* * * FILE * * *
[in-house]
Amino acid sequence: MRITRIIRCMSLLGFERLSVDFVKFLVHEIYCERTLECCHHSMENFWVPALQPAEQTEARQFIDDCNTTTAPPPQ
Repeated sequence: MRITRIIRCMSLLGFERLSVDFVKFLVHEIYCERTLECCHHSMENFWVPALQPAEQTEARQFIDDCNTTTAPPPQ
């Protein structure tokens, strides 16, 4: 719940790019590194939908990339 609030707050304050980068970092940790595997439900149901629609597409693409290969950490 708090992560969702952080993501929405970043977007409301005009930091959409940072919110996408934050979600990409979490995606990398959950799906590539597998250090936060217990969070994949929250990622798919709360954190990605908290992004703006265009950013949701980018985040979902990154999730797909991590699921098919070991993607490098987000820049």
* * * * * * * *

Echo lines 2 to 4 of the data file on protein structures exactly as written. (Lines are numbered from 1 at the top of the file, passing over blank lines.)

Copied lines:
Amino acid sequence: MRITRIIRCMSLLGFERLSVDFVKFLVHEIYCERTLECCHHSMENFWVPALQPAEQTEARQFIDDCNTTTAPPPQ
Repeated sequence: MRITRIIRCMSLLGFERLSVDFVKFLVHEIYCERTLECCHHSMENFWVPALQPAEQTEARQFIDDCNTTTAPPPQ
């Protein structure tokens, strides 16, 4: 719940790019590194939908990339 609030707050304050980068970092940790595997439900149901629609597409693409290969950490 708090992560969702952080993501929405970043977007409301005009930091959409940072919110996408934050979600990409979490995606990398959950799906590539597998250090936060217990969070994949929250990622798919709360954190990605908290992004703006265009950013949701980018985040979902990154999730797909991590699921098919070991993607490098987000820049």